Belgium is home to some strange festivals. The one that really caught my eye, though, was the Kattenstoet of Ieper/Ypres, a city best known for the muddy slaughter that occurred in the surrounding fields in the Great War (I wrote about this last year). Ieper, like Brugge/Bruges, was a cloth town back in the Middle Ages; the huge, beautiful Lakenhalle (Cloth Hall) still dominates the Grote Markt, although it needed to be repaired after burning in the war. The Lakenhalle had a mouse problem, so cats were deployed, but eventually this resulted in "a plague of cats," as this year's program dramatically describes. The wise townspeople tried to solve this problem with an annual ritual hurling of living cats from the belfry of the Lakenhalle. In 1817, the last real cats were thrown - an early victory of the Dutch animal rights movement, perhaps, as Belgium was part of the Netherlands for 15 years after the fall of Napoleon.
Today, the town puts on a Cat Parade every three years - most recently Sunday, May 13. It's a stunning production of thousands of actors and elaborate floats and costumes, including giant cats from Ieper's "ambassadors" Mr. Cieper and Minneke Poes to Garfield, representations of cat worship from Egypt to Ireland, scenes from the town's history including a 16th Century Iconoclasm, and illustrations of Dutch sayings featuring felines, such as "the cat is in the clock" (domestic violence again) and "squeezing kittens in the dark" (seducing young girls at night). Hello Kitty through a cookie at me when I was trying to take his (her?its?) picture (on that note, the festival is apparently known in Japan - I saw more Asian tourists here than in a year in Brussels).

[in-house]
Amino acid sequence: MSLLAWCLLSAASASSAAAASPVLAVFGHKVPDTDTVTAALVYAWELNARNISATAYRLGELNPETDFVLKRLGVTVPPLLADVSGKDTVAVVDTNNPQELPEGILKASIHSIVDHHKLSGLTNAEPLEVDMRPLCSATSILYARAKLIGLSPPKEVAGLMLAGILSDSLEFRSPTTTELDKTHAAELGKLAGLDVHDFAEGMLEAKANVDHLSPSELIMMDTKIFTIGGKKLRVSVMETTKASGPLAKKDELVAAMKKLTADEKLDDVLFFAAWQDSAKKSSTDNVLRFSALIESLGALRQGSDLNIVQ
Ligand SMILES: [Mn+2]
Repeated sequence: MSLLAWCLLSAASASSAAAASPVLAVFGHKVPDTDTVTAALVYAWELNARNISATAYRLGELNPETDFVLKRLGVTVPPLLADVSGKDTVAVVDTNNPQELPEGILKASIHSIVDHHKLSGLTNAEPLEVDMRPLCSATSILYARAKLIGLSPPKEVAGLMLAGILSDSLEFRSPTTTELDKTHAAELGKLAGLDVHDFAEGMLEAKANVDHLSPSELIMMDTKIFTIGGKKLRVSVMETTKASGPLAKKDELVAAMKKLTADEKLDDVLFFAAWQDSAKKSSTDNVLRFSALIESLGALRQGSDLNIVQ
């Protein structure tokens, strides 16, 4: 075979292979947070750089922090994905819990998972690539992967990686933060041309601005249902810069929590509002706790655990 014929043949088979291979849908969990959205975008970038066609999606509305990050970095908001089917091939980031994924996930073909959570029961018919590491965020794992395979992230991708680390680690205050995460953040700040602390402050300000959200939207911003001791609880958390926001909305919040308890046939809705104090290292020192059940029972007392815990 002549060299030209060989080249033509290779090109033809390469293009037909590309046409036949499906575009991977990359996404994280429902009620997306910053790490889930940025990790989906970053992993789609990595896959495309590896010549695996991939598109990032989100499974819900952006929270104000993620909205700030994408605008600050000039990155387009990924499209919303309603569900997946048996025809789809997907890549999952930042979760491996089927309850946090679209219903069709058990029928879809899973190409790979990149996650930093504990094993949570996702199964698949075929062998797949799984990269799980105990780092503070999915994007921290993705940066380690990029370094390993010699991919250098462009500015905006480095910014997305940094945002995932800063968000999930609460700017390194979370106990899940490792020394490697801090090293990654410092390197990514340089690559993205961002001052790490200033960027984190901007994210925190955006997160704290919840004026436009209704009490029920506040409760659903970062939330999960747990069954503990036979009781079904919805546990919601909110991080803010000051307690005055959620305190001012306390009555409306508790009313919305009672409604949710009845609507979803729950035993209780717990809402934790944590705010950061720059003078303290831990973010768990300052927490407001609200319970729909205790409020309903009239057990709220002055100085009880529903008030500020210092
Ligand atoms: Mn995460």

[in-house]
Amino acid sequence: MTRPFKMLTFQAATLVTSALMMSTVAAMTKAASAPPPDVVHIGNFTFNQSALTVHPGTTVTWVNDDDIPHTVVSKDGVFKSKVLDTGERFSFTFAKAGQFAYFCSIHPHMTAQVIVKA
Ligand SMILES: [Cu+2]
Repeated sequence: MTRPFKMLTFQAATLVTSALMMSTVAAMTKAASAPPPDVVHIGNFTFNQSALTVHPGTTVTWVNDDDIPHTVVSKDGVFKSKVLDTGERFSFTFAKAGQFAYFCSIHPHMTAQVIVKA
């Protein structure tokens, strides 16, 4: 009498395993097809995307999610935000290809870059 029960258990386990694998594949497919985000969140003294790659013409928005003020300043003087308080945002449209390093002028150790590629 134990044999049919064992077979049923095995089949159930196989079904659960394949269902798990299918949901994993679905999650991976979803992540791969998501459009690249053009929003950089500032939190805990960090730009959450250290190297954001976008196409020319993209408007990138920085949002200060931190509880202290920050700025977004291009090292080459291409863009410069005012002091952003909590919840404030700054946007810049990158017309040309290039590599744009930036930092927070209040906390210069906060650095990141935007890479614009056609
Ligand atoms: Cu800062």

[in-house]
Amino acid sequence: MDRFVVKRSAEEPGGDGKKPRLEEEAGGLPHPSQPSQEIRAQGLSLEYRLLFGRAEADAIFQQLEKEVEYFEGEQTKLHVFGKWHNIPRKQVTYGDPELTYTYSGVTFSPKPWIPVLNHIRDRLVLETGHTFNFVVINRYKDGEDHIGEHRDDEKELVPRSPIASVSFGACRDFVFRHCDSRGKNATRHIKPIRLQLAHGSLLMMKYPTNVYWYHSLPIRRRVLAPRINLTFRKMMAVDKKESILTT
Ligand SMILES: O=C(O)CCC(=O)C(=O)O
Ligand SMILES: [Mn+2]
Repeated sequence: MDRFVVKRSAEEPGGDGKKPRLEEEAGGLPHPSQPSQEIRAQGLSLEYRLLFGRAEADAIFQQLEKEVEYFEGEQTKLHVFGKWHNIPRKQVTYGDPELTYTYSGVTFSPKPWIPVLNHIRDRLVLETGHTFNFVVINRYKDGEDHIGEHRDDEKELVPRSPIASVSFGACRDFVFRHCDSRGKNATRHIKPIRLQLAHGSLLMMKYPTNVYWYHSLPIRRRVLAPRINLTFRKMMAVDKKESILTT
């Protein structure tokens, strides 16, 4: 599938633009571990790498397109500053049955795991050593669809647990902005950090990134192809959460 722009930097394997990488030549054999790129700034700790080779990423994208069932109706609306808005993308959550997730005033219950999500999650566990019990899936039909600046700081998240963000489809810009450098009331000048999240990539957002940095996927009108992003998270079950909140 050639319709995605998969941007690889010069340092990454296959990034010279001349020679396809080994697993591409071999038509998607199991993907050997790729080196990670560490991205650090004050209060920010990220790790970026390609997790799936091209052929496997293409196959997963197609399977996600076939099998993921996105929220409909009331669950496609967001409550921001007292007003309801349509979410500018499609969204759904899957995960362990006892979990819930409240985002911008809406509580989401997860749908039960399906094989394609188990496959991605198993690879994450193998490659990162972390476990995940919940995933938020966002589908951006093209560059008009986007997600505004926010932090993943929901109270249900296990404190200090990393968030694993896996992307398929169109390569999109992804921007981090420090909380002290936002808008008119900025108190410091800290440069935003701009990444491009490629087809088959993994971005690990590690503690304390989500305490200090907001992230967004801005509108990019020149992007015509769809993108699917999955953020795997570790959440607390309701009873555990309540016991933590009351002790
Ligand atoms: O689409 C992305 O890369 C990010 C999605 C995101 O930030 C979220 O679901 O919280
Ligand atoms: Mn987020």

Then the jester scales the belfry and tosses stuffed cats to an energized mob below. The scrum gets fairly rough - as one poor American woman complained, a cat was falling into her arms and she was saying "kitty kitty kitty" and then it was "elbow elbow elbow." (The elaborate cat disposal might have worked historically by the way - I only saw one cat in the city, on the yard of an apartment block right before getting in the car to return to Brussels).
As a grand finale, the trial of a poor townswoman for witchcraft is reenacted, and she is burnt to death. Well, something in identical clothing is burnt atop a pile of branches, with the executioners anachronistically resorting to kerosene. It's a bit of a dark ending to the festivities, but just before the burning, cats made of balloons are released into the Flemish sky.